Who is the Beloved Disciple?


#1

Fr. Gerald O’Collins whose writing I very much like, and who I like and respect personally, is of the opinion that the “Beloved Disciple” is not the apostle John bar Zebedee. In his book, Jesus: A Portrait (which is very good, by the way, O’Collins writes:

“[There is] plausible (internal and external) evidence to rehabilitate the case for Simon Peter being the major eyewitness source behind the Gospel of Mark. The naming of Peter creates an ‘inclusion’ that holds together the Gospel from 1:16-18 right through to 16:7…the anonymous disciple of John 1:35-40 [is identified with] the beloved disciple of John 21:24, the ideal witness to Jesus who was with him “from the beginning” (John 15:27) and who “saw the glory” of the Incarnate Word of God (John 1:14). This establishes the major ‘inclusion’ in the Fourth Gospel, even though an ‘inclusion’ involving the chief shepherd, Peter, is not abandoned. He is present from Chapter 1 to Chapter 21, yet within the even wider involvement of the beloved disciple. That disciple spent hours with Jesus before Peter even set eyes on Jesus (John 1:35-42). [There exists] a strong case for the author of the Fourth Gospel being the beloved disciple, who is not to be identified with John the son of Zebedee or any other member of the Twelve. He was an individual disciple, a close follower of Jesus and is not to be dissolved into a merely representative figure.” (Bolding mine.)

Several of us in this forum think the Beloved Disciple can be none other than John bar Zebedee. Theologians and biblical scholars have put forth various theories on the identity of the Beloved Disciple. Some believe it to be John the Elder, some Lazarus, some even Mary Magdalene! I’d like to know what any other member thinks and why he or she came to the conclusion he or she did.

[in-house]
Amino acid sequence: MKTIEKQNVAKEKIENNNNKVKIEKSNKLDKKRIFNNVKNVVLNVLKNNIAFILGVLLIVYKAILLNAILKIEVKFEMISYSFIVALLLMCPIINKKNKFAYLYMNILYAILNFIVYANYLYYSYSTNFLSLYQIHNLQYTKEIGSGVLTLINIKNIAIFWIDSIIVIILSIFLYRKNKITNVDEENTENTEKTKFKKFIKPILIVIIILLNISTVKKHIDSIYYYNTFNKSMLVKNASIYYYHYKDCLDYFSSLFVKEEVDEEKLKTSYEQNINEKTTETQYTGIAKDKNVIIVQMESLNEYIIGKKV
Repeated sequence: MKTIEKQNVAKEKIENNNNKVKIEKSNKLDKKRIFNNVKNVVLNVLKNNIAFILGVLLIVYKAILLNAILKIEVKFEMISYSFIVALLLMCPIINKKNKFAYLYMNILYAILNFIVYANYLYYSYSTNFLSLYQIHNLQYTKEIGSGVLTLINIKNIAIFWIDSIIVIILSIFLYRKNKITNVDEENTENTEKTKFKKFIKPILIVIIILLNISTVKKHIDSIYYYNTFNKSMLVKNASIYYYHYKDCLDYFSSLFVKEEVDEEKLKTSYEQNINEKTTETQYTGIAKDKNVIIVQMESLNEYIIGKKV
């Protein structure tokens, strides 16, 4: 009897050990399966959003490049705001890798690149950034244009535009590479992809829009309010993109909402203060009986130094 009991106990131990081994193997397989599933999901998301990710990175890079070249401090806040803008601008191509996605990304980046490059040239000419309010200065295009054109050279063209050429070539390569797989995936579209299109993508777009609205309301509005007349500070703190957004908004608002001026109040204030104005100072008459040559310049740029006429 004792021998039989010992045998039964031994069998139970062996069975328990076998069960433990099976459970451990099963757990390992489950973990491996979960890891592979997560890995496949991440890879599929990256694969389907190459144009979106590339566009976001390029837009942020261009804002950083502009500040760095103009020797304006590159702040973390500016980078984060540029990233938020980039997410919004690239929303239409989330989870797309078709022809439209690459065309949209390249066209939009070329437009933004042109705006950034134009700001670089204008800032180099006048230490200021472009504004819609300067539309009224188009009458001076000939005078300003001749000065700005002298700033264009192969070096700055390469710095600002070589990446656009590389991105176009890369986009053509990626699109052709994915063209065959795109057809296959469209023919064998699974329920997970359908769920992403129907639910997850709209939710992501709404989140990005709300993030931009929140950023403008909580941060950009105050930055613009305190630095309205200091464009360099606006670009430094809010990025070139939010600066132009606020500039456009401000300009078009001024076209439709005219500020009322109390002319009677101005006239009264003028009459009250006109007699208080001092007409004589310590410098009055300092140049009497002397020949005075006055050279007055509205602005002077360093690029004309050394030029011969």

Thank you.


#2

I should add that O’Collins believes that Richard Bauckham is correct in identifying John the Elder as the author of the Gospel of John. Part of what Bauckham thinks can be found here:

denverseminary.edu/article/the-testimony-of-the-beloved-disciple/

I have not read Bauckham’s book myself.


#3

I thought this was a good article that confirmed the ideas I always had about John’s Authorship (and therefore, who IS the Beloved Disciple, according to Fr. O’Collins logic.) Because if we can say that John is the Author of the Gospel of John, than, he MUST be the Beloved Disciple. O’Collins says: “[There exists] a strong case for the author of the Fourth Gospel being the beloved disciple,” (ignoring the balance as unconvincing suppositions despite what he calls “a strong case”) :slight_smile: